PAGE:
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Click here to see a descriptive illustration showing several devices to cool house while heating water
Dear Jim: When my air conditioner is running, it gives off a lot of heat outdoors. Are there any devices to capture this waste energy to heat my hot water for free? If so, can I install one myself? - Ron M.
A: You can heat your hot water for free using the heat given off from air conditioners. Air conditioners don't actually cool overall. Using a refrigeration cycle, they draw heat from indoor air and transfer that heat, plus the heat from their motors, to the outdoor air.
Add-on or integral heat pump water heaters (HPWH) are efficient devices to do what you want. These operate similar to a window air conditioner. They draw heat from your utility room or basement cooling the air inside your house.
Instead of having the hot condenser coils outdoors, the HPWH has a built-in heat exchanger connected to your existing water heater. When the HPWH is running, your house is being cooled and the water is being heated.
Overall, a HPWH operates three to four times more efficiently than a standard electric water heater so your water heating costs are reduced by up to 75 percent. An added advantage is a HPWH dehumidifies the indoor air for better comfort, less mold growth and reduced allergy problems.
Several of the add-on HPWH's are easy to install yourself. A special two-way valve is attached to the standard drain valve near the base of your water heater. The HPWH operates on 110 volts, so you just plug it in. It can be placed on the floor or mounted on the wall and the cool, dry air can be ducted to other rooms in your home.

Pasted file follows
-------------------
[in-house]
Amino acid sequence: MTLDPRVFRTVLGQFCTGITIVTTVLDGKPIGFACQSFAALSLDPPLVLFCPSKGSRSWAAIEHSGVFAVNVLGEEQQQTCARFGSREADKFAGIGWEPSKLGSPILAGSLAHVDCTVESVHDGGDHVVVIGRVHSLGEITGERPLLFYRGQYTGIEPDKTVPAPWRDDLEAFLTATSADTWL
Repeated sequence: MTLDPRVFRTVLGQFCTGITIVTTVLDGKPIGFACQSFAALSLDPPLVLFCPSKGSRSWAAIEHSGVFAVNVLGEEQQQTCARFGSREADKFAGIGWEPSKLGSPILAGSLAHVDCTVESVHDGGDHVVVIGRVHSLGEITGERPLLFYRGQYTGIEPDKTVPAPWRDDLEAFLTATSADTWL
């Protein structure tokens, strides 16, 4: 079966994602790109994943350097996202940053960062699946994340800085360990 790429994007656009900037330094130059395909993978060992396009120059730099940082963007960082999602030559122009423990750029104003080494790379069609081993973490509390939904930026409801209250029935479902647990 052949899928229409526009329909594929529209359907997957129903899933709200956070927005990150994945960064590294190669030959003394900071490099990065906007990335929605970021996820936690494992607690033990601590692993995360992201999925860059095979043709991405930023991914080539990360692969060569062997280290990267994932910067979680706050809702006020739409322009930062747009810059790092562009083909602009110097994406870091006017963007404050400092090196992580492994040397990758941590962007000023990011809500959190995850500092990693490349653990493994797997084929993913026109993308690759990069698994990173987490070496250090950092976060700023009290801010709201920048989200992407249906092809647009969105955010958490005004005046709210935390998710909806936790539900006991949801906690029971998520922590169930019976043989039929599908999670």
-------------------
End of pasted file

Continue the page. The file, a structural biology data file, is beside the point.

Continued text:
Another add-on HPWH design is circular and mounts on top of your electric water heat. This generally requires professional installation, but it saves floor space. Complete integral models that include the entire water heater tank are also available. Desuperheater devices are available to connect your central air conditioner hot condenser to the water heater tank. This can be done with a coil in the water heater or a separate heat exchanger. Some simple models have the heat exchanger built into a circular base upon which your water heater rests. Built-in desuperheaters are common on whole-house geothermal heat pumps.
Other devices are effective for improving comfort while lowering air-conditioning costs. If you have an old central air conditioner, installing a dehumidifying heat pipe coil can help. This coil precools the room air to increase dehumidification for better comfort and electricity savings.
New super-efficient whole-house dehumidifiers are also money-savers. They can be attached to the duct system and bring in filtered fresh outdoor air during the summer. If the air is drier, you can set the thermostat higher.
Instant Download Update Bulletin No. 458 - buyer's guide of nine heat pump water heater (add-on and integral with tank), desuperheater, whole-house dehumidifying heat pipes and dehumidifier manufacturers, and other cooling/comfort and payback/savings tables and water heating efficiency tips.
Dear Jim: During last winter, whenever I took a shower and ran the bathroom vent fan, the fan dripped water a few minutes after I turned it off. What was causing this and how can I correct it? - Michael H.
A: You are most likely getting water condensation in the vent pipe that runs through the attic. At least this shows you have adequate attic ventilation so your attic is staying cold as it should.
You can run your vent fan longer so it exhausts all the moisture-laden air, but this will use more electricity. Try rerouting the vent duct in the attic to make it shorter and slope it downward to a soffit outlet.